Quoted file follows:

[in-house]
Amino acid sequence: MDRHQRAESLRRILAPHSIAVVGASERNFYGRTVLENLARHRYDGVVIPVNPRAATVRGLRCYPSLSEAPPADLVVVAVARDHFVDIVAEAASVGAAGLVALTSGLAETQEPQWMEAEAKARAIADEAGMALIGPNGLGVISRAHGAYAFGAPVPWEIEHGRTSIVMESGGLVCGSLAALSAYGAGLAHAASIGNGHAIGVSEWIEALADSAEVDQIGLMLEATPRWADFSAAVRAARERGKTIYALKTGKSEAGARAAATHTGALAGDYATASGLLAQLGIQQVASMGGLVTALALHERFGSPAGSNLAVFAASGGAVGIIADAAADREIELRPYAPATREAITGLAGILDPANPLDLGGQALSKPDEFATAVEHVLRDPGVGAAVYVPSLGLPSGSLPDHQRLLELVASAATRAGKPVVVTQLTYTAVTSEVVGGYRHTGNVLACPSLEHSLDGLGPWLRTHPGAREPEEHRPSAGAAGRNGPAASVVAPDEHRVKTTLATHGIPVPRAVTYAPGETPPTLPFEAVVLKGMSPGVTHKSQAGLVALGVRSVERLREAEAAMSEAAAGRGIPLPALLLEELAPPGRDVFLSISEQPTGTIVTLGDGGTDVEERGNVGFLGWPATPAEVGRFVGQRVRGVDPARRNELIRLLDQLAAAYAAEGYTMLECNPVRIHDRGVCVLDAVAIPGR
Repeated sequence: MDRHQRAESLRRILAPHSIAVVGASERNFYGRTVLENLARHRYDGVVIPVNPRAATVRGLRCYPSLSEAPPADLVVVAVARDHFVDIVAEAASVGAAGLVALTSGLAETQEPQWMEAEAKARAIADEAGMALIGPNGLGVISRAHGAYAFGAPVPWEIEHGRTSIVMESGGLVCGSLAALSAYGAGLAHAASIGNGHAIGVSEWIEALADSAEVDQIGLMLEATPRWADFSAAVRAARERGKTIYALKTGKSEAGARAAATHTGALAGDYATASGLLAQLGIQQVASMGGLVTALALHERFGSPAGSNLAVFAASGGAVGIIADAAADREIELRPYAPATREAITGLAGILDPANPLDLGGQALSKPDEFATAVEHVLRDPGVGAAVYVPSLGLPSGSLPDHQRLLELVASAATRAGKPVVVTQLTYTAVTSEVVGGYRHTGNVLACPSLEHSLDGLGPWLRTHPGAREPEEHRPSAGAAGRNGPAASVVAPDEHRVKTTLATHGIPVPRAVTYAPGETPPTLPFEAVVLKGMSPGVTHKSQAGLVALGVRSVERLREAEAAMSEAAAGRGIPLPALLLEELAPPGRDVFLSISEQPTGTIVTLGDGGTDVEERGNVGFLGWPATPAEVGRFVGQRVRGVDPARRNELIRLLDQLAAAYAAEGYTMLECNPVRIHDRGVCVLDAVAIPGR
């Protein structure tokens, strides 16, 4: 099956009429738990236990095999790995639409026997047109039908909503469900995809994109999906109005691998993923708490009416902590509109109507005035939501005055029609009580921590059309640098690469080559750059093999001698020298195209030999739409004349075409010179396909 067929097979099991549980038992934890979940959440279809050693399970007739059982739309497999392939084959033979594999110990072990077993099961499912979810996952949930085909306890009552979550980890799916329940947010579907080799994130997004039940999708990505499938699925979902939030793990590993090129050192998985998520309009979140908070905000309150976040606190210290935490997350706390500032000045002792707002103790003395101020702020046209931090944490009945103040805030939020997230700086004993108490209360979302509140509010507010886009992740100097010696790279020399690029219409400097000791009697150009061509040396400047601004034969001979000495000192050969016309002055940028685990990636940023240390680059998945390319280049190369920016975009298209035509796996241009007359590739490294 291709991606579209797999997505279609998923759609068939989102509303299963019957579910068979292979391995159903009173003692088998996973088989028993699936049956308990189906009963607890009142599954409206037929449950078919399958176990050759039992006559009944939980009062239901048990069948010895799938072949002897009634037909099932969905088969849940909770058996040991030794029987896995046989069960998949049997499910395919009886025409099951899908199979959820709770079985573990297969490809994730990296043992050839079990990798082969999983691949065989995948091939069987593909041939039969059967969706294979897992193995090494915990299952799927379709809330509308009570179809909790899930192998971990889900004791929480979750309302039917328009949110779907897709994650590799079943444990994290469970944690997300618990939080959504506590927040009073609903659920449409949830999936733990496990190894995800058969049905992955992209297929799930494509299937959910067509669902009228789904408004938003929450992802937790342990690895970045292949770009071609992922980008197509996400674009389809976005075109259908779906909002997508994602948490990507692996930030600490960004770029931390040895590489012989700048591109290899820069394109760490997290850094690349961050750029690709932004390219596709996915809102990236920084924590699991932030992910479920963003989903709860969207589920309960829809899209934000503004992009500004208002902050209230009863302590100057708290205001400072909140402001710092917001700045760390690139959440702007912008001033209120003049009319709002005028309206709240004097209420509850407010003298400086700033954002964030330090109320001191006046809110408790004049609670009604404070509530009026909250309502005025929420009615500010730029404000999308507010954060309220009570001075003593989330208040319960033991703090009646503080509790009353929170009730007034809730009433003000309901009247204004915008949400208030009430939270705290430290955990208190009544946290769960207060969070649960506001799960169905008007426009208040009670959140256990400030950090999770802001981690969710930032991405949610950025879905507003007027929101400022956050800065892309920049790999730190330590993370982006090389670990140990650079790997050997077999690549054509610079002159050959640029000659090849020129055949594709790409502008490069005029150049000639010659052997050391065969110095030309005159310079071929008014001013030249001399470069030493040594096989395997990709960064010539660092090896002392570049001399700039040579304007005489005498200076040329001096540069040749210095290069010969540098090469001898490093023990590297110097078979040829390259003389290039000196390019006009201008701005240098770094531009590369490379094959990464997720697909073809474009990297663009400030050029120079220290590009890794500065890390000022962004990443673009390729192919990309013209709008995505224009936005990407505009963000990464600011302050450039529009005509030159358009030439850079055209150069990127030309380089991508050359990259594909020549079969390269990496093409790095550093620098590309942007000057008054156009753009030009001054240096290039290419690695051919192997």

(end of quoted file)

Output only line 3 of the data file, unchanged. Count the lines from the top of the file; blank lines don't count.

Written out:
Repeated sequence: MDRHQRAESLRRILAPHSIAVVGASERNFYGRTVLENLARHRYDGVVIPVNPRAATVRGLRCYPSLSEAPPADLVVVAVARDHFVDIVAEAASVGAAGLVALTSGLAETQEPQWMEAEAKARAIADEAGMALIGPNGLGVISRAHGAYAFGAPVPWEIEHGRTSIVMESGGLVCGSLAALSAYGAGLAHAASIGNGHAIGVSEWIEALADSAEVDQIGLMLEATPRWADFSAAVRAARERGKTIYALKTGKSEAGARAAATHTGALAGDYATASGLLAQLGIQQVASMGGLVTALALHERFGSPAGSNLAVFAASGGAVGIIADAAADREIELRPYAPATREAITGLAGILDPANPLDLGGQALSKPDEFATAVEHVLRDPGVGAAVYVPSLGLPSGSLPDHQRLLELVASAATRAGKPVVVTQLTYTAVTSEVVGGYRHTGNVLACPSLEHSLDGLGPWLRTHPGAREPEEHRPSAGAAGRNGPAASVVAPDEHRVKTTLATHGIPVPRAVTYAPGETPPTLPFEAVVLKGMSPGVTHKSQAGLVALGVRSVERLREAEAAMSEAAAGRGIPLPALLLEELAPPGRDVFLSISEQPTGTIVTLGDGGTDVEERGNVGFLGWPATPAEVGRFVGQRVRGVDPARRNELIRLLDQLAAAYAAEGYTMLECNPVRIHDRGVCVLDAVAIPGR